This Woman Left NYC To Bring Solar Power To Her Village In Rajasthan

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Updated on 16 May, 2016 at 9:49 pm


Meet Ajaita Shah.

Like a lot of Gujarati families, Shah’s parents too flew down to the States hoping for a better life for their kids. As luck had it, they indeed were able to provide them the best of the best. Raised in an affluent society of Scarsdale, New York, Ajaita graduated from the University of Tufts. She was all set to become an elite corporate lawyer in the most buzzing city of America.




This was until she grew interested in microfinance.

Years back, in her native village of Rajasthan, Ajaita saw a five-year-old girl burning in a kerosene fire at her home. This was in 2008 when solar energy had not entered the rural market of India.

The picture stuck in her mind.

These cases are not uncommon in India. In spite of the potential dangers, these kerosene lit lanterns are used. The blinded crannies of Indian villages hardly had a choice in the face of an absence of power grids in these areas.



Ajaita packed her bags to come back to her village and start a movement. Shocked and taken aback, Ajaita’s parents were clueless on why would their daughter head back to a poor, developing country they left far behind years back.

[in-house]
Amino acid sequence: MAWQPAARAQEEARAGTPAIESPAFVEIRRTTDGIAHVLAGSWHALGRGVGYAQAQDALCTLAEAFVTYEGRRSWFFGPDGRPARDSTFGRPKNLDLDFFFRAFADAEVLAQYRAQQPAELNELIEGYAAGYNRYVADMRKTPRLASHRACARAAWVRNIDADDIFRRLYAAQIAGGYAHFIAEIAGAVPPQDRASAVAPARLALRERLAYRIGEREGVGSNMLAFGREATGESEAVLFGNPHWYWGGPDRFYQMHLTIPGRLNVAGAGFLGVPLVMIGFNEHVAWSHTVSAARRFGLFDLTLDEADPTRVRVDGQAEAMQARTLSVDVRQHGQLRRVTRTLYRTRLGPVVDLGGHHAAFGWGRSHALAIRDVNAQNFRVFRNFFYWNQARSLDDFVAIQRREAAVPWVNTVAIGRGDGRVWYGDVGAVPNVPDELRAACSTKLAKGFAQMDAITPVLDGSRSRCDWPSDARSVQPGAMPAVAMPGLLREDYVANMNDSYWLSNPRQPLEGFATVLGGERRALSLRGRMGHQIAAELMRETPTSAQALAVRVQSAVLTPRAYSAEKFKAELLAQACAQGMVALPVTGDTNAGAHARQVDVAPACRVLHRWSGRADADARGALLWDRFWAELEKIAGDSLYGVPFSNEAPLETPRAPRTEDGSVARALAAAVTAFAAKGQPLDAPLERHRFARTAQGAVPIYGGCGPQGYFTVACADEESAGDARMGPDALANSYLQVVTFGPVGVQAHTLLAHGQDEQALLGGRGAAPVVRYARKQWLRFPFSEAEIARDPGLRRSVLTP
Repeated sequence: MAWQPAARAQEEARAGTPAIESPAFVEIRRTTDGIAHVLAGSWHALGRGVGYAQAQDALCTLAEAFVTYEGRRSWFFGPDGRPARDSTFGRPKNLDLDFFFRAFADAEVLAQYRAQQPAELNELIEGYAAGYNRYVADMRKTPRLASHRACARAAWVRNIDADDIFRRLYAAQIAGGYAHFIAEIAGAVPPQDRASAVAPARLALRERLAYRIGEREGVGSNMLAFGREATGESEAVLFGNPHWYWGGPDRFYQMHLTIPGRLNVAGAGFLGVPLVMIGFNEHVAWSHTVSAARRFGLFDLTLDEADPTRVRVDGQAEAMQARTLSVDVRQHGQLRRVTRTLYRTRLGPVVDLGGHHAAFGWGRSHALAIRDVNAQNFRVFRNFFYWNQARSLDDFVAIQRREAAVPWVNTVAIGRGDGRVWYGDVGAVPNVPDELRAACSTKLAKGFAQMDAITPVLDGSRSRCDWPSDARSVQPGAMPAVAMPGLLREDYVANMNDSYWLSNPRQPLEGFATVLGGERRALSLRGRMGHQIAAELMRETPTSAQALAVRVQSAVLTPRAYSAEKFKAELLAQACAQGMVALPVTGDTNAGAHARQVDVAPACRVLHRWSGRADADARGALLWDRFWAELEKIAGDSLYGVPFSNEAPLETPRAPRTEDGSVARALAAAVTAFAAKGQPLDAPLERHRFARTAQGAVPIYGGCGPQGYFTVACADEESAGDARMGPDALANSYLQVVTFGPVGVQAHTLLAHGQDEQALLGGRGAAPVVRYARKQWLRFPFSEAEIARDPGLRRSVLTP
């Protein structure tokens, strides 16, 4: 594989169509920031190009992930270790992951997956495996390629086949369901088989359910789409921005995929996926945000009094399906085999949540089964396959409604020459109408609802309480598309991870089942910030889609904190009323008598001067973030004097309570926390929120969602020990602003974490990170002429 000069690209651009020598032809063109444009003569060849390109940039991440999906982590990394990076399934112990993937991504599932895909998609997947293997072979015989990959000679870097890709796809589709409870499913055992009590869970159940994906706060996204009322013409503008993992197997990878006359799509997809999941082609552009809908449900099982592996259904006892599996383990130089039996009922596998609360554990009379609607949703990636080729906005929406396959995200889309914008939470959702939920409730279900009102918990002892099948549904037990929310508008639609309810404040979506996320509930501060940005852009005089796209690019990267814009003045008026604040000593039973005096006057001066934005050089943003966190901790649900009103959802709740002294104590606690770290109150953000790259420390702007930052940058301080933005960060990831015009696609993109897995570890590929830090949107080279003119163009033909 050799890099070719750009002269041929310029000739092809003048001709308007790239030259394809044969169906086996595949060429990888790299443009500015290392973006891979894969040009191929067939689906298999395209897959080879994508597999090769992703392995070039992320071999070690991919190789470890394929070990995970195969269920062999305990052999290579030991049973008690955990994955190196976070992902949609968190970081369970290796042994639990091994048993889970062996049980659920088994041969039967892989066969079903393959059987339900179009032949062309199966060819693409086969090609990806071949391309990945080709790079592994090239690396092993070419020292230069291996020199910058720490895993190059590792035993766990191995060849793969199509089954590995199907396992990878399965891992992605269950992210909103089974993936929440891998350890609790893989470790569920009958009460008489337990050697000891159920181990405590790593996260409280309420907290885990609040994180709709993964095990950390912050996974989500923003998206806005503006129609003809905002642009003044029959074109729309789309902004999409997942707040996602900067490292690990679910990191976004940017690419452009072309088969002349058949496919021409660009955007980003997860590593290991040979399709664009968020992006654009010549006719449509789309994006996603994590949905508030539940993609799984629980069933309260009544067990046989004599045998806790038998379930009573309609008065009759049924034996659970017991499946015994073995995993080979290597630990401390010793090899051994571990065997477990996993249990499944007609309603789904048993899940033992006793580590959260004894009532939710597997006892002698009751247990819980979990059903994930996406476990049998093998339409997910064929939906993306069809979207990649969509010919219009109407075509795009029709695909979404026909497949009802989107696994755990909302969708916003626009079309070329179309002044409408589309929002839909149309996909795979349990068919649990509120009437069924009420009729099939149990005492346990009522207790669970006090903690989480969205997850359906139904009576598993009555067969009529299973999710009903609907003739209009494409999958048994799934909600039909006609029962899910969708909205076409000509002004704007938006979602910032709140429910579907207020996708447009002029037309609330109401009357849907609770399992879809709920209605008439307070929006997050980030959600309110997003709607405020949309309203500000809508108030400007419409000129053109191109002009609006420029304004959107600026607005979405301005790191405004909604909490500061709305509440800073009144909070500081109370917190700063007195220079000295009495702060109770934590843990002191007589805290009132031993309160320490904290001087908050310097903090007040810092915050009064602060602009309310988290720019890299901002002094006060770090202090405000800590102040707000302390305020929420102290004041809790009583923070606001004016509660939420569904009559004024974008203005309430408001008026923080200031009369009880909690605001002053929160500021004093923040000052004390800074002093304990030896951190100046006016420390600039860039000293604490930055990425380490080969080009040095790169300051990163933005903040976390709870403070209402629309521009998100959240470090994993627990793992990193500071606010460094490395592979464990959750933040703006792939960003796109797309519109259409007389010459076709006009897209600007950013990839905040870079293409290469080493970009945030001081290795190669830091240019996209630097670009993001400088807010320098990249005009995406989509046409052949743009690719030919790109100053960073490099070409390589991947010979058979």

Ajaita proudly declares herself as the black sheep of her family.



Barely out of college, she launched ‘Frontier Markets’ to provide a clean, safe and affordable source of energy to the north-western regions of Rajasthan.

Apparently, despite a growing demand for alternate source of power in the absence of grids, the government was unable to provide rural villages access to these sources.

The villagers were hesitant to purchase clean energy because of the lack of awareness and biased perceptions of solar products’ quality and sustainability. Ajaita sensed that there was clearly no trust in solar products.



Hence, she started a unique distribution model whereby she partnered with local entrepreneurs and set up brick-and-mortar system while educating consumers.

Brick and mortar system enabled locals to sell their products while educating them on a ground level. So far she has sold more than 85,000 solar products and set up 225 retail outlets to provide after-sale servicing.

The pitch darkness of Indian villages is lit up giving way for a developing country in a true sense.



Ajaita Shah today is the leading business woman to sell clean energy products. Earning a place in Forbes magazine’s Top 30 Under 30 Social Entrepreneurs, Ajaita’s story is such a heart-warming inspiration to all of us who aspire to make a difference in the world yet imagine our ambitions to be the very hurdles on our roads. She has proved how you can really combine both and be the light that inspires.





Source: National Geographic and Techstory